The Endurance (Paperback)
Shackleton's Legendary Antarctic Expedition
Online National Publicity
Drawing upon previously unavailable sources, Caroline Alexander gives us a riveting account of Shackleton's expedition – one of history's greatest epics of survival. And she presents the astonishing work of Frank Hurley, the Australian photographer whose visual record of the adventure was never before published comprehensively. Together, text and image re-create the terrible beauty of Antarctica, the awful destruction of the ship, and the crew's heroic daily struggle to stay alive, a miracle achieved largely through Shackleton's inspiring leadership.
The survival of Hurley's remarkable images is scarcely less miraculous: The original glass plate negatives, from which most of the book's illustrations are superbly reproduced, were stored in hermetically sealed canisters that survived months on the ice floes, a week in an open boat on the polar seas, and several more months buried in the snows of a rocky outcrop called Elephant Island. Finally, Hurley was forced to abandon his professional equipment; thereafter he captured some of the most unforgettable images of the struggle with a pocket camera and three rolls of Kodak film.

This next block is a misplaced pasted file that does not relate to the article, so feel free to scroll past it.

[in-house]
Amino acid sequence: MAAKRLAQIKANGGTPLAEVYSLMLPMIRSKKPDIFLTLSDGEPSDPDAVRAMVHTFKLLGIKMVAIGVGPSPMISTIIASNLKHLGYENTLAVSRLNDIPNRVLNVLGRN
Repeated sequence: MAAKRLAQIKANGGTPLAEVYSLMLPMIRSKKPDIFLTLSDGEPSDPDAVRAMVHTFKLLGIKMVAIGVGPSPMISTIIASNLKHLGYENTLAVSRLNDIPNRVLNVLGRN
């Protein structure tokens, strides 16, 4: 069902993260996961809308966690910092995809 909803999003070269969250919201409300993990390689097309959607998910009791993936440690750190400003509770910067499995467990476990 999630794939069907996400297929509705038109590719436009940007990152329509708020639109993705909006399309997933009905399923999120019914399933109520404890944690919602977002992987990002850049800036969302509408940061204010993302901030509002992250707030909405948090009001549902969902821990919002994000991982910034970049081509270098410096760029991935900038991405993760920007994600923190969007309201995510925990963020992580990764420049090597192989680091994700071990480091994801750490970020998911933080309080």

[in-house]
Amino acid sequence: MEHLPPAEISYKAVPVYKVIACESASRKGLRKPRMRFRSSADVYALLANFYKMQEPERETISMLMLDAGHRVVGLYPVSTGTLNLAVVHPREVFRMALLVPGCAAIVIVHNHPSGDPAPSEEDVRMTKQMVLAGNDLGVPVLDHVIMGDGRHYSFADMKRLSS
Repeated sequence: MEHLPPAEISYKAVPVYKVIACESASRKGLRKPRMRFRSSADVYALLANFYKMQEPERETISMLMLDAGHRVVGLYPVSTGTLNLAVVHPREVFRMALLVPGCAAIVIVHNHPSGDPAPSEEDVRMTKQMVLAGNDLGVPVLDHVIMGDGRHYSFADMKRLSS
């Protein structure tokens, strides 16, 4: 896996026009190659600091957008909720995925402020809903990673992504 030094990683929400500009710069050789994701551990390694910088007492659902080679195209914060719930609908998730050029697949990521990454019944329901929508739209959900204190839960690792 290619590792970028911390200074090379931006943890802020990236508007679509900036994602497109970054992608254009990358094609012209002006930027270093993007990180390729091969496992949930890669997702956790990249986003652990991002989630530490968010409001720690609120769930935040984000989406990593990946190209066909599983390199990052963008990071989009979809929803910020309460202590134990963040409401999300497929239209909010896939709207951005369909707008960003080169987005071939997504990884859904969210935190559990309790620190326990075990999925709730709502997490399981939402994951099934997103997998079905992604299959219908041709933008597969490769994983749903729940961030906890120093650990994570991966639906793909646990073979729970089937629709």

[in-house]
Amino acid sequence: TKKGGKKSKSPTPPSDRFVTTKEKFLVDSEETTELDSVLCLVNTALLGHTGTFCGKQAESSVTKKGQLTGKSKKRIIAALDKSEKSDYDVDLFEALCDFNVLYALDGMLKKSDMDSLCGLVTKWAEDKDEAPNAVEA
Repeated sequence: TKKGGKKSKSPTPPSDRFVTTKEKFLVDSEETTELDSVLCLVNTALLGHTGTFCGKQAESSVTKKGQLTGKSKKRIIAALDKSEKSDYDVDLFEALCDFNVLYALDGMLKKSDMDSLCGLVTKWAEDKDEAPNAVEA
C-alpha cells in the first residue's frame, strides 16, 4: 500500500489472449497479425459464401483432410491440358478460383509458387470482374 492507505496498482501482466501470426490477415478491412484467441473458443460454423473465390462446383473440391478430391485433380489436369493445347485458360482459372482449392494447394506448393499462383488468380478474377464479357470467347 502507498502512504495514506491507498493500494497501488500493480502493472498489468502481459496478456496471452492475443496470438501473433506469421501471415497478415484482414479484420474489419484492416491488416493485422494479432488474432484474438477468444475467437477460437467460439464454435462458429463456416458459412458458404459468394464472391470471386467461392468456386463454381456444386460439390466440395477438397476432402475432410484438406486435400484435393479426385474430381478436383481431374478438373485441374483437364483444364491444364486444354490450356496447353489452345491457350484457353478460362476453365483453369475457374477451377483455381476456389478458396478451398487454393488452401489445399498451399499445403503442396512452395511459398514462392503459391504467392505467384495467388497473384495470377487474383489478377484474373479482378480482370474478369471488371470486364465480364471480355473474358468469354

The Antarctic buff will have already purchased this book when first published but for thoseRobert Bartlett
brought to Shackleton by the discovery of the Endurance this is as good a book as you can get.
Hurley’s photographs, all 140 of them, are individual works of art at a time when photography
under harsh conditions was embryonic.
This is a wonderful book which anyone with an interest in exploration of Antarctica, not least the quite mesmerizing story of Ernest Shackleton, should read.Jon Sandison
Knowing something of Antarctica and having later revisited, researched and written about that incredible edifice of ice, storm and calm, I can suggest no finer account of this last great endeavor of the heroic age of polar exploration than Caroline Alexander’s The Endurance.The Northern Mariner / Le marin du nord, XVIII, No. 2 (Spring 2018) - reviewed by Lisle A. Rose Edmonds, Washington
As featured bySea Breezes, July 2018
The tale of crossing the Island, after a journey in a rowing boat that involved tackling Cape Horn, is a story in itself, and one that author Caroline Alexander tackles both engagingly and sensitively. Alexander’s writing style is clear, concise, but never dull. It moves at a good pace, so there is never an opportunity to stop and put the kettle on. And that would be good enough.On: Yorkshire magazine - reviewed by Rich Barnett
But the story of Shackleton’s Antarctic expedition rightfully deserves an accomplished recounter, and this book deserves a place on the bookshelves of anyone interested in that post-Victorian expedition era.
Splendid in every way, and first-class value.
Click here to read the full review.
A thrilling account of one of the last great adventures in the Heroic Age of exploration.Julian Stockwin - Action-adventure historical fiction
Read the complete review here.
As featured inMail Online 7/12/17